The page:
base to calix[6]trenurea. 1 H NMR spectra (400 MHz, 298 K, high-field region) in

CDCl3 /CD3 OD (98:2) of (a) mixture of calix[6]trenurea, PicH (1 equiv), TMA+ Cl− (2.5

equiv), PrNH3 + Cl− (15 equiv), and Imi (2.5 equiv); (b) after addition of DBU (2 equiv);

(c) after addition of DBU (25 equiv); (d) after addition of PicH (12 equiv); and (e) after

addition of PicH (22 equiv). •: included Imi; : included PrNH3 + ; ♦: included TMA+ .49

storage, regulation and replication phenomena, catalytic transformations, membrane

transport, and many other tasks essential to living systems lie on self-assembled

materials. In addition to the two above described strategies (supramolecular capping via metal coordination and covalent capping), a third approach based on

ionic interactions was exploited to obtain calix[6]arene-based receptors. In biological receptors, ammonium and carboxylate residues of a protein scaffold are often

involved in substrate recognition. It is also a major tool for protein folding into an

active state. Having this in mind, calix[6]trisamine and calix[6]trisacid (depicted

in Figure 12.16) have been used for obtaining positively and negatively polarized


12.4.1 Receptors Decorated with a Triscationic or a

Trisanionic Binding Site

The free base calix[6]trisamine undergoes a fast cone–cone inversion at RT and

is not suitable for hosting neutral molecules. In contrast, its trifluoroacetic acid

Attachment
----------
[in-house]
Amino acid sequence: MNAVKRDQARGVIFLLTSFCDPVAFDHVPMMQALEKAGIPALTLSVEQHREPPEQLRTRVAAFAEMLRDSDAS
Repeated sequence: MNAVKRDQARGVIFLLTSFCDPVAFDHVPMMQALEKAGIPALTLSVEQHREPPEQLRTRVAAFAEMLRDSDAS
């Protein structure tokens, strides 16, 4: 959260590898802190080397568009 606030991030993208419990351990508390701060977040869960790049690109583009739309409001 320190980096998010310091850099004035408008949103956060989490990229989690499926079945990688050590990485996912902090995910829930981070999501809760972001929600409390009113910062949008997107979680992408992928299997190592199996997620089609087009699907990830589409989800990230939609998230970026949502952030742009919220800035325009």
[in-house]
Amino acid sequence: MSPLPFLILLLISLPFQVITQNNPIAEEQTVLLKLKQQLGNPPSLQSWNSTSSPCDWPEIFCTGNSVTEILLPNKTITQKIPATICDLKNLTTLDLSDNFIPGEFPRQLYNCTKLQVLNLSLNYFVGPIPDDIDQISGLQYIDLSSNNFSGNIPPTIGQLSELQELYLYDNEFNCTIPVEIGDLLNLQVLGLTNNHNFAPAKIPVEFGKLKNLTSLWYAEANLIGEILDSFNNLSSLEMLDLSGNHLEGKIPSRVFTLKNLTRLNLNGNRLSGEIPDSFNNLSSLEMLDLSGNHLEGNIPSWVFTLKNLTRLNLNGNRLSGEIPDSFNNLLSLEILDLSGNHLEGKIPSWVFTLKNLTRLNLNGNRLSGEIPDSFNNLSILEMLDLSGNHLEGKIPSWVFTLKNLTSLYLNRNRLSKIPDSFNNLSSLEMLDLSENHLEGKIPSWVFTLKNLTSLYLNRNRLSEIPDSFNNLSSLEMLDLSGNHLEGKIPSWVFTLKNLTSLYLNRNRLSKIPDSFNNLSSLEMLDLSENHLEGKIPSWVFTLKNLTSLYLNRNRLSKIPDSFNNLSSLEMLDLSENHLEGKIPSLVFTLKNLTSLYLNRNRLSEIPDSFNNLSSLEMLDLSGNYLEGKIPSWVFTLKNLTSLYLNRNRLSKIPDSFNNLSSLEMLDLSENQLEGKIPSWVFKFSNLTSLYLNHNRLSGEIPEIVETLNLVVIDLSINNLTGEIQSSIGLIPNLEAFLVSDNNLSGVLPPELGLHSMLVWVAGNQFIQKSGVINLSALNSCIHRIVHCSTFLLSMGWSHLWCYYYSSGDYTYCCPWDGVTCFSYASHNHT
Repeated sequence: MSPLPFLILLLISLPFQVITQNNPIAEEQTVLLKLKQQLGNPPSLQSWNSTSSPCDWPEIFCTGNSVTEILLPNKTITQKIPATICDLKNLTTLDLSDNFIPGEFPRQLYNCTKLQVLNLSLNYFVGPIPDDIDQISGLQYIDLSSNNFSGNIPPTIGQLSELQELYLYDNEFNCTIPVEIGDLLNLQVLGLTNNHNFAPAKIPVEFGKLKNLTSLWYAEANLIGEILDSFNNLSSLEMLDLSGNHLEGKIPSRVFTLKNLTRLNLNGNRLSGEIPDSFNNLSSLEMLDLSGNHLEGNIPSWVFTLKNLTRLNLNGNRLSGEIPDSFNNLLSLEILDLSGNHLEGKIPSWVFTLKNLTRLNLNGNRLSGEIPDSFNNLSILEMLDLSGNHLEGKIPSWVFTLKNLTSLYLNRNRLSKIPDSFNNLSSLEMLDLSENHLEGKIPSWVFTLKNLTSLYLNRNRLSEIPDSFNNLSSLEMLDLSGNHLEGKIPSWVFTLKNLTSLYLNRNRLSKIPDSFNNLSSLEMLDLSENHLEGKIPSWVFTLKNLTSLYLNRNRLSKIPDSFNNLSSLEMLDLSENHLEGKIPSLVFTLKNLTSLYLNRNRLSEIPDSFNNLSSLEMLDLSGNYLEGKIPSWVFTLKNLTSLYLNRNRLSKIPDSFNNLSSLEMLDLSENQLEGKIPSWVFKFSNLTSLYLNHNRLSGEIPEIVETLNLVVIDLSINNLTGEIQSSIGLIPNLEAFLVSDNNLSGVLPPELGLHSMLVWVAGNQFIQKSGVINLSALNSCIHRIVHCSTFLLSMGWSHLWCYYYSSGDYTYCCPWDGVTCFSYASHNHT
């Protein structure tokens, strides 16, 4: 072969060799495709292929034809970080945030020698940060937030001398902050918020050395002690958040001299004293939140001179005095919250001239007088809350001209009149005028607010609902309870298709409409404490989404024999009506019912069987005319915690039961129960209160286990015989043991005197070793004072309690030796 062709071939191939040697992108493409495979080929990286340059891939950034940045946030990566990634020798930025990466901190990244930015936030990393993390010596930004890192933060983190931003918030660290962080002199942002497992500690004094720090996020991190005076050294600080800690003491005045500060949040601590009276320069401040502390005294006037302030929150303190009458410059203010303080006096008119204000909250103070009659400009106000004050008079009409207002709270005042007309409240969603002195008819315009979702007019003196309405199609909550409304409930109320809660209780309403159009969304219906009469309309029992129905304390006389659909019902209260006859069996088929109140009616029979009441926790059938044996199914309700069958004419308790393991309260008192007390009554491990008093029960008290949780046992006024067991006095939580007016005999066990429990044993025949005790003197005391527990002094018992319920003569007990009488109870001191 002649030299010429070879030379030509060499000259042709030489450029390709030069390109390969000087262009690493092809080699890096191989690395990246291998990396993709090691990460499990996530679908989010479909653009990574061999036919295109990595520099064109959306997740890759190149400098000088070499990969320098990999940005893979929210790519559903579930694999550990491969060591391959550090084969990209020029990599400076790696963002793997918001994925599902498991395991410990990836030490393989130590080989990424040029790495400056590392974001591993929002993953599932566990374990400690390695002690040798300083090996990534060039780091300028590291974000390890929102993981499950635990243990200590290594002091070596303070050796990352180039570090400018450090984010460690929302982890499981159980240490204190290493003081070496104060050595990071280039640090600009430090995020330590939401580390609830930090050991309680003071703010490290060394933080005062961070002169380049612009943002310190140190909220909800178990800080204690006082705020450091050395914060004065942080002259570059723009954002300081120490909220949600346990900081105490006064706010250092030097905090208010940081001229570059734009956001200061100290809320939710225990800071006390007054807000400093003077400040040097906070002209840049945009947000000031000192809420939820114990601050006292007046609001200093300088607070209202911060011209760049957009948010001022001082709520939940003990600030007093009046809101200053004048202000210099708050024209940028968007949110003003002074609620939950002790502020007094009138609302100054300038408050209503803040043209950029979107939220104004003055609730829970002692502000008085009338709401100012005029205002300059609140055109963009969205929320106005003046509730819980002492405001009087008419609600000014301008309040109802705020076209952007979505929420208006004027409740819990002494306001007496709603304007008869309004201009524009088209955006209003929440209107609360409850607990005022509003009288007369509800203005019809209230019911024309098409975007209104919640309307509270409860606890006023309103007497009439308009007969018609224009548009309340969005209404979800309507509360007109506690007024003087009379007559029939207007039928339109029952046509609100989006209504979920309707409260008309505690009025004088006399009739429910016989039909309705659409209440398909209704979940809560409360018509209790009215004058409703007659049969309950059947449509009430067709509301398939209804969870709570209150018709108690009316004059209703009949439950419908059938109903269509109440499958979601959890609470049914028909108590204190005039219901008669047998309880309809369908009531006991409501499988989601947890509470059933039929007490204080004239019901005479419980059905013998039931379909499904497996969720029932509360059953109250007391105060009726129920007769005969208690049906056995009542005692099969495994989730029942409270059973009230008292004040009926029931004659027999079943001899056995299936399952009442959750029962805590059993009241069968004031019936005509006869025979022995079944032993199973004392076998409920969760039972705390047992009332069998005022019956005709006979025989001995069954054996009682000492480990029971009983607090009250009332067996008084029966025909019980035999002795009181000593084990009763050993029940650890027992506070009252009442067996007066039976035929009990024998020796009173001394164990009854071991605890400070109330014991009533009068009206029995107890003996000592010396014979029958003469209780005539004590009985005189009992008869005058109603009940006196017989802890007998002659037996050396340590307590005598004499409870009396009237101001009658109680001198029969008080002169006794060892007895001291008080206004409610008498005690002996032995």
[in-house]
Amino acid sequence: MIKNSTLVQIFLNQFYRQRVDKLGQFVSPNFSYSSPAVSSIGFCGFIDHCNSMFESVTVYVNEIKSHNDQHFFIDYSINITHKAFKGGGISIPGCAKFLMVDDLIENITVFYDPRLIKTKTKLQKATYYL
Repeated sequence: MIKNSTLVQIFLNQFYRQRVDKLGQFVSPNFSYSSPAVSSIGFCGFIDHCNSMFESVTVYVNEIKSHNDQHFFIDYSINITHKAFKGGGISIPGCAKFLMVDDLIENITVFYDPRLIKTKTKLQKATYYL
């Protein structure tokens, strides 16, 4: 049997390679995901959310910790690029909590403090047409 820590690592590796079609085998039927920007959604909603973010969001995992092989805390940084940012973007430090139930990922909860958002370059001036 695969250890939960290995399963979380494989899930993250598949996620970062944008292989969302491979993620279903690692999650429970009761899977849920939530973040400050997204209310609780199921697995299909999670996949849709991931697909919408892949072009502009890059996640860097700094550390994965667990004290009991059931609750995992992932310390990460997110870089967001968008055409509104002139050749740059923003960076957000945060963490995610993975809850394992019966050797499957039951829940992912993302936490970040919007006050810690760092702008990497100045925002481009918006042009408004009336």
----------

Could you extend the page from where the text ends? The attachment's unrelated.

Figure 12.16 Small rim 1,3,5-trisfunctionalized calix[6]arenes with amine and carboxylic acid groups.

protonated form is locked in the cone conformation, and NMR studies in CDCl3

have revealed that polar neutral molecules, such as alcohols, ureas, amides, or

sulfoxydes, are efficiently endo-complexed.50 X-ray structure of the endo complex

with DMF shows that the ammonium arms are self-assembled through a network of

H-bonding interactions with the trifluoroacetate counteranions (Figure 12.17). This

assembly of the arms thus forms an ion paired cap that (1) freezes the cavity in

the cone conformation and (2) polarizes the hydrophobic cavity with a tricationic

protic site. In general, the guests orient their dipole moment along the C3 axis of

the cavity and are bound via a combination of H-bonding interactions with the

ammonium arms and the phenoxyl units, CH–π interactions with the aromatic

walls, and dipole–charge interactions. In adequacy with this finding, the endobinding of neutral molecules with low polarity (ketones, ethers, halogeno-alcanes)

has never been observed. Hence, guest selection based on size, shape, and electronic

structure occurs in this simple system. For instance, a cyclic urea (imidazolidin2-one) is very well recognized and, to date, behaves as the best “key” for the